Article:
téguments de la région sous-mammaire, on voit se dessiner, nettement, sur la paroi thoracique une sorte de relief linéaire qui descend à peu près verticalement, sur 20 à 25 centimètres environ de longueur, allant du sein au rebord costal inférieur. À la palpation, on sent un cordon induré de 2 à 3 millimètres de diamètre qui fait sous le doigt la saillie d’un petit crayon; ce cordon est à peine douloureux, il donne la sensation que donnerait, avec son diamètre approximatif et à peu près sa consistance, une sonde urétérale, ou mieux une plume d’oie fixée, faufilée sous la peau et au plus près de celle-ci.

Mondor 1939

By raising a large drooping breast of a fat woman and thus stretching from bottom to top the integuments of the sub-mammary region, one sees clearly emerging on the chest wall a kind of linear relief which descends almost vertically, about 20 to 25 centimeters in length, going from the breast to the lower costal edge. On palpation, one feels a hard cord 2 to 3 millimeters in diameter which protrudes under the finger like a small pencil; this cord is barely painful, it gives the sensation that, with its approximate diameter and roughly its consistency, a ureteral catheter would give, or better a fixed goose feather, threaded under the skin and as close as possible to it .

Mondor 1939

Mondor disease (1939)

(1) Tronculite  de  la  paroi  thoracique  antéro-latérale  gauche. (2) Tronculite  subaiguë  de  la  paroi  thoracique. Mondor 1939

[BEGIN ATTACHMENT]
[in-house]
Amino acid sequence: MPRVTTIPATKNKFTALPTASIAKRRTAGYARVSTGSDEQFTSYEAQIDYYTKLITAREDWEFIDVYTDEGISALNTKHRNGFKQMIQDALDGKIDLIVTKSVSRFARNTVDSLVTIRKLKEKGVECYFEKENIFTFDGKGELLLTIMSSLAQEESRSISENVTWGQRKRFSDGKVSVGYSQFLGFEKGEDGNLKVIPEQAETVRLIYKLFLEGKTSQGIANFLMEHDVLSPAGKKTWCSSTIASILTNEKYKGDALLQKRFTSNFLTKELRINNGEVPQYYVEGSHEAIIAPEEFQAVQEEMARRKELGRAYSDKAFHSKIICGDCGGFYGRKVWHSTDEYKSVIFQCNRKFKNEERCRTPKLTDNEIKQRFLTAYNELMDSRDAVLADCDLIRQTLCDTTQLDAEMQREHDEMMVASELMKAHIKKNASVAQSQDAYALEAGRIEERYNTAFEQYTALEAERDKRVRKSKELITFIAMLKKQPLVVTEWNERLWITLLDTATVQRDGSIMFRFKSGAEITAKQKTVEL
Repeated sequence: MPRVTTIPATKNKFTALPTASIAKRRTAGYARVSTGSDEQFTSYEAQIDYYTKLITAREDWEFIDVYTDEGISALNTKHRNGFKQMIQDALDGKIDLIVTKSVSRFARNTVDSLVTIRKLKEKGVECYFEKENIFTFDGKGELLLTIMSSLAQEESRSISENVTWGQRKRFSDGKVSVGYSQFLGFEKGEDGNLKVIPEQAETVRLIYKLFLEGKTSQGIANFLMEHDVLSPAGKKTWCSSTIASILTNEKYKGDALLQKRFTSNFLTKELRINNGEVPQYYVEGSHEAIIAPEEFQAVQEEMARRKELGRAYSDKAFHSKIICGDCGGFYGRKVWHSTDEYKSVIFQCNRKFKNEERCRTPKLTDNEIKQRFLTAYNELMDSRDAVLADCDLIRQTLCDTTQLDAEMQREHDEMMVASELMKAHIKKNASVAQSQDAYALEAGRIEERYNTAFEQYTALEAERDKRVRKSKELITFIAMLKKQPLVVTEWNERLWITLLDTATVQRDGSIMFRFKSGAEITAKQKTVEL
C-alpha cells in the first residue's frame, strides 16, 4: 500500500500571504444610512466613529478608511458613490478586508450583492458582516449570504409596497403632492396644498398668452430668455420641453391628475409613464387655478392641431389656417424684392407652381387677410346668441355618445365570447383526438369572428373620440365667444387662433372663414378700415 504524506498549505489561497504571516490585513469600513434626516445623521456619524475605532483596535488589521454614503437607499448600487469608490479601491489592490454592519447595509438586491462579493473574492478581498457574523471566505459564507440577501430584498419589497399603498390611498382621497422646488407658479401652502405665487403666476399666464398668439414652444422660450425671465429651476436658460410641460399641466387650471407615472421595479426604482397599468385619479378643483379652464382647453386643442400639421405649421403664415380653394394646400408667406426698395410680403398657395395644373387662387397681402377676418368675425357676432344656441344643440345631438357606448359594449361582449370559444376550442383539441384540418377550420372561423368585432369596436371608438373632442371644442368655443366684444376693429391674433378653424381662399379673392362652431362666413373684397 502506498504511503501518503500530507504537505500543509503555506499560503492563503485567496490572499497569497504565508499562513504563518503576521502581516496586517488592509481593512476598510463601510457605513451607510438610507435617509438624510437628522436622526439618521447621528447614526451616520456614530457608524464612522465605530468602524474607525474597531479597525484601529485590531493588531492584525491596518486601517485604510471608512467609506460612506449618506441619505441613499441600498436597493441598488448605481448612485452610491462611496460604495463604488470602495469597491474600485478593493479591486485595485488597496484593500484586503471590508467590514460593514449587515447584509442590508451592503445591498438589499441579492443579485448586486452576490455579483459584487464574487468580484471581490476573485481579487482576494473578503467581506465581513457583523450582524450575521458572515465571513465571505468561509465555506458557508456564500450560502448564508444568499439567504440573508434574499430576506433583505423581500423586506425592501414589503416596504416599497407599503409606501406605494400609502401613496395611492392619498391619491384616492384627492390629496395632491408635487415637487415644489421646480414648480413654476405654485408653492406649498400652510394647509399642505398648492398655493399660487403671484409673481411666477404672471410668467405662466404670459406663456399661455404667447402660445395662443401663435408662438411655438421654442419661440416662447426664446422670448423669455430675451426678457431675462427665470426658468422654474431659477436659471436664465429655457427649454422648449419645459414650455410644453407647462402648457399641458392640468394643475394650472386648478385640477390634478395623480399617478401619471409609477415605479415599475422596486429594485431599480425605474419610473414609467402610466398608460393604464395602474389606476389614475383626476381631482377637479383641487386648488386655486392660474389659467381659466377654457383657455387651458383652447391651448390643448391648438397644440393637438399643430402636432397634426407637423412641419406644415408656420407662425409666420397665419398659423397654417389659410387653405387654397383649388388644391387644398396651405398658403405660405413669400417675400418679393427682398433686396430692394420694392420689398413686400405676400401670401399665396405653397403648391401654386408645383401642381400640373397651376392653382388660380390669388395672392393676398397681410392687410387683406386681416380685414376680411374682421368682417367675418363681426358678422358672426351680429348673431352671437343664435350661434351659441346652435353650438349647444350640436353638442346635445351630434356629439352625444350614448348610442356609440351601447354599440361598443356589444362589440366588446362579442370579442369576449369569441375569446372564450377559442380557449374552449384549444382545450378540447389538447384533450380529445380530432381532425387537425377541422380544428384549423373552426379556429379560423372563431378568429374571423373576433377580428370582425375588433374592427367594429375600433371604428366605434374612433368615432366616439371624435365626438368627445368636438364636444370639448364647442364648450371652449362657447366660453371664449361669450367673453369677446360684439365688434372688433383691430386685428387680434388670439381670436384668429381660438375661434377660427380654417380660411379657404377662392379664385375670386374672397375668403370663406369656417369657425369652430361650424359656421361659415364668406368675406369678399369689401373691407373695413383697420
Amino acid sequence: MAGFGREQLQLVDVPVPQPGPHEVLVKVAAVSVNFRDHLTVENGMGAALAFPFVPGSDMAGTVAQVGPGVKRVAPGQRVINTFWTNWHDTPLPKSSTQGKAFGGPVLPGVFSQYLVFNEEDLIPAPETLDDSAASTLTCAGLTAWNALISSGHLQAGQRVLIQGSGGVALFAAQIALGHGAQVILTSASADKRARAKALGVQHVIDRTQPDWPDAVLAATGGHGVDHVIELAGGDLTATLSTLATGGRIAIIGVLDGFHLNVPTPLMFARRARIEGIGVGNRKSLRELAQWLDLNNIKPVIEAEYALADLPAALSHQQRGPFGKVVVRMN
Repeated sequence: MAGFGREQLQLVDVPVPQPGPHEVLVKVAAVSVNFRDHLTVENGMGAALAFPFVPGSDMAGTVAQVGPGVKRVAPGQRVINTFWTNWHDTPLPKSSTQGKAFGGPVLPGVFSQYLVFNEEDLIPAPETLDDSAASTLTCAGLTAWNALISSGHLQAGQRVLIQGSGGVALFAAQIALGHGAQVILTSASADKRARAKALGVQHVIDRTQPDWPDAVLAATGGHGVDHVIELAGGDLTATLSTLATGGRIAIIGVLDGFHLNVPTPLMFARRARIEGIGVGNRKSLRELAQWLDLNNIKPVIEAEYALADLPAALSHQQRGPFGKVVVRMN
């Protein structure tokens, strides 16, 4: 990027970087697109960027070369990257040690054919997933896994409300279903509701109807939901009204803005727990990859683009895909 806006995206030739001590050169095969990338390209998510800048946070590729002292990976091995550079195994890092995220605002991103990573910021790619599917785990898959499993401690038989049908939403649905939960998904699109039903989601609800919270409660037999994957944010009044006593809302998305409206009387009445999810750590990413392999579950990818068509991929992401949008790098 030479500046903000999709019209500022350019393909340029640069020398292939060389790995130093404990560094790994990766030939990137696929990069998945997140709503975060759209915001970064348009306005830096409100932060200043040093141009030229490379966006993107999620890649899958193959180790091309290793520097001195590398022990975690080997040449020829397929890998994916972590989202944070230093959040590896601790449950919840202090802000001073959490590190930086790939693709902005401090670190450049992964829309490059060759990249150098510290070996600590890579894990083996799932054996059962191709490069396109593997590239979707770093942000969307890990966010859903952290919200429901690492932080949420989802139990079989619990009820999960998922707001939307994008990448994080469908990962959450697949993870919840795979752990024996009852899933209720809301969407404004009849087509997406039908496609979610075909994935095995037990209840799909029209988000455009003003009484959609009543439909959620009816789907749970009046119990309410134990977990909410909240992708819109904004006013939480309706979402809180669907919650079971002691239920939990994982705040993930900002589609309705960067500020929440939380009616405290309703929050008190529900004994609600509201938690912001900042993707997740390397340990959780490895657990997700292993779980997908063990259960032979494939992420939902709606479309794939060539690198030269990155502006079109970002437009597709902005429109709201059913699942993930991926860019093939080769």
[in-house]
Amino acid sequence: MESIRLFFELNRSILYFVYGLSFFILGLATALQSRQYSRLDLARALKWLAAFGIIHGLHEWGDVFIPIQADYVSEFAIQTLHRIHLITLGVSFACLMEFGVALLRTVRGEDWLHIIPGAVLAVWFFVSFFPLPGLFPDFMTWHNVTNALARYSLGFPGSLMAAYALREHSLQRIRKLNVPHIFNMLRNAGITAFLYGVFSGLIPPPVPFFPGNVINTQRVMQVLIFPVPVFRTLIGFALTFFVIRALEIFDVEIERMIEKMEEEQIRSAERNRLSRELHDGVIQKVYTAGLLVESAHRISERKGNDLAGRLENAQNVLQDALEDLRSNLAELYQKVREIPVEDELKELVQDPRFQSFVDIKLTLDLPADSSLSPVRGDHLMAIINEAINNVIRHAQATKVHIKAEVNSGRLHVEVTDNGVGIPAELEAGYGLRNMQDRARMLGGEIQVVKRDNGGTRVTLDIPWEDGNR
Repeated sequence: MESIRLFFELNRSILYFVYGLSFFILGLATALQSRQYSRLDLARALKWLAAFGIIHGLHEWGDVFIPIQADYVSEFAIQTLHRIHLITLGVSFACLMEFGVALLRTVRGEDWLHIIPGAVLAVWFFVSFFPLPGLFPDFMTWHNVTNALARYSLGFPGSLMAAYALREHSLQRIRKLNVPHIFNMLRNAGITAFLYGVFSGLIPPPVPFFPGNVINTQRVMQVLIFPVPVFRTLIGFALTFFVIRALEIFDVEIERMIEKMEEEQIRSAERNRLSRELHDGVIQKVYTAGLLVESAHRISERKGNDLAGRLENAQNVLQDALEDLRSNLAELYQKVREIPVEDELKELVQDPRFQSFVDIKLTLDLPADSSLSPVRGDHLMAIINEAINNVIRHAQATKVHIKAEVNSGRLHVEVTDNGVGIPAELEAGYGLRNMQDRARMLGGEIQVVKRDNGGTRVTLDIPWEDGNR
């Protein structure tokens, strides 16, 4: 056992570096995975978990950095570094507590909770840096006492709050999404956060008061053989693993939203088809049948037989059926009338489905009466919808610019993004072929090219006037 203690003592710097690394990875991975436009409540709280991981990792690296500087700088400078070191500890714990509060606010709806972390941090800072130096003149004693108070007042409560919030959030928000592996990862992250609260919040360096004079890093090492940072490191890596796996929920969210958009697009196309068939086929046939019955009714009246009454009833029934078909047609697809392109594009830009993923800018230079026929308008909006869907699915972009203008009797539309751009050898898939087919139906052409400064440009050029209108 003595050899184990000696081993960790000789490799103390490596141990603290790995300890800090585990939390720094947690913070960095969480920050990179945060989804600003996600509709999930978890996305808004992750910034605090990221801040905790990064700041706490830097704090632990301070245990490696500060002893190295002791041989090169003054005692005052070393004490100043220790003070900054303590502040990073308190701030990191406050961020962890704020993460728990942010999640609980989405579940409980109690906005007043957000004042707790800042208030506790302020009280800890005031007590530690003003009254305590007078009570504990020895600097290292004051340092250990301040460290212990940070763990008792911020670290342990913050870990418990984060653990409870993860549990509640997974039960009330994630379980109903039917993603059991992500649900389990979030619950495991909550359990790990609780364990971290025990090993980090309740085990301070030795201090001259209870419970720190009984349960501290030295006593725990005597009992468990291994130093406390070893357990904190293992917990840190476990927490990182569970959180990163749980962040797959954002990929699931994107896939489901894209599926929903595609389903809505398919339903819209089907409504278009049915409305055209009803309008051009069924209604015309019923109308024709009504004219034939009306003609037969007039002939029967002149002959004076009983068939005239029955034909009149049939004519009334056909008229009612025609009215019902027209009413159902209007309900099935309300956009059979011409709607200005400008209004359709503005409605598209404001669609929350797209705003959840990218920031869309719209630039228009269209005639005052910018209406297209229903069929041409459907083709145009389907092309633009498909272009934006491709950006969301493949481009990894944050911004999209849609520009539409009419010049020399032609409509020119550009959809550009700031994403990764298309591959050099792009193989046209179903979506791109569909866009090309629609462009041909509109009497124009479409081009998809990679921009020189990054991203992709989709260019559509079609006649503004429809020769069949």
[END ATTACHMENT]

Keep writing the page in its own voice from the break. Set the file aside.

1951 – In his publication Thrombophlebites and periphlebites of the anterior chest wall, Mondor, gave a more detailed study of this disease which he called his “little disease”. A condition usually affecting adult women between the ages of 30 and 60 years with extremes ranging from 19 to 70 years. A few rare cases have been reported in adolescents.

This disease remains rare since 313 cases were reported between 1939 and 1992


Penile Mondor disease

Penile Mondor’s disease (PMD) is an isolated superficial thrombophlebitis of the superficial dorsal vein of the penis. The exact pathophysiology is unknown, however it is frequently associated with prolonged or vigorous sexual intercourse. The disease is usually self-limiting and resolves with anti-inflammatory medications.


Major Publications

References

Biography

Eponymous terms


Cite this article as: Thomas Morey and Mike Cadogan, "Henri Mondor," In: LITFL - Life in the FastLane, Accessed on August 11, 2022, https://litfl.com/henri-mondor/.

eponym

the person behind the name

Emergency medicine RMO at Sir Charles Gairdner Hospital with a keen interest in cardiorespiratory medicine, intensive care and anaesthetics. MBBS, GKT School of medicine. BSc in Biomedical engineering and material science, Barts & The London.

Associate Professor Curtin Medical School, Curtin University. Emergency physician MA (Oxon) MBChB (Edin) FACEM FFSEM Sir Charles Gairdner Hospital.  Passion for rugby; medical history; medical education; and asynchronous learning #FOAMed evangelist. Co-founder and CTO of Life in the Fast lane | Eponyms | Books | Twitter |